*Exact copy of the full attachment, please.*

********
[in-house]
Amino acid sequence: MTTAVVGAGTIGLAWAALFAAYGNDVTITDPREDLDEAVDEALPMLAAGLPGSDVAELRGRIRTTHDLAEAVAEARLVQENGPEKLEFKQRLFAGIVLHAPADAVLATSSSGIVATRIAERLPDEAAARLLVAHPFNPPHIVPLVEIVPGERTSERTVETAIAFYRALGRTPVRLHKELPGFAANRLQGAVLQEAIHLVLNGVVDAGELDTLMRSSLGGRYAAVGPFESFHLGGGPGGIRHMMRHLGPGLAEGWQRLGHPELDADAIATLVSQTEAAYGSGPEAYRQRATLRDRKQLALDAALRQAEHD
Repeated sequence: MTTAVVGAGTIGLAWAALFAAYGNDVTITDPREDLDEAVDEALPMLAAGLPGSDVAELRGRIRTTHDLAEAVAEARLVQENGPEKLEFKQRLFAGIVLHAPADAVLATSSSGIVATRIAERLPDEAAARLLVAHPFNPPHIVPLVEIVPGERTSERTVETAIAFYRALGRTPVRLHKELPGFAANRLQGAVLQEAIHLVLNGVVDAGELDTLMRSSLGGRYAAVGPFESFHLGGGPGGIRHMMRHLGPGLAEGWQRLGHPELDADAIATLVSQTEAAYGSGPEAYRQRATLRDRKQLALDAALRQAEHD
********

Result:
[in-house]
Amino acid sequence: MTTAVVGAGTIGLAWAALFAAYGNDVTITDPREDLDEAVDEALPMLAAGLPGSDVAELRGRIRTTHDLAEAVAEARLVQENGPEKLEFKQRLFAGIVLHAPADAVLATSSSGIVATRIAERLPDEAAARLLVAHPFNPPHIVPLVEIVPGERTSERTVETAIAFYRALGRTPVRLHKELPGFAANRLQGAVLQEAIHLVLNGVVDAGELDTLMRSSLGGRYAAVGPFESFHLGGGPGGIRHMMRHLGPGLAEGWQRLGHPELDADAIATLVSQTEAAYGSGPEAYRQRATLRDRKQLALDAALRQAEHD
Repeated sequence: MTTAVVGAGTIGLAWAALFAAYGNDVTITDPREDLDEAVDEALPMLAAGLPGSDVAELRGRIRTTHDLAEAVAEARLVQENGPEKLEFKQRLFAGIVLHAPADAVLATSSSGIVATRIAERLPDEAAARLLVAHPFNPPHIVPLVEIVPGERTSERTVETAIAFYRALGRTPVRLHKELPGFAANRLQGAVLQEAIHLVLNGVVDAGELDTLMRSSLGGRYAAVGPFESFHLGGGPGGIRHMMRHLGPGLAEGWQRLGHPELDADAIATLVSQTEAAYGSGPEAYRQRATLRDRKQLALDAALRQAEHD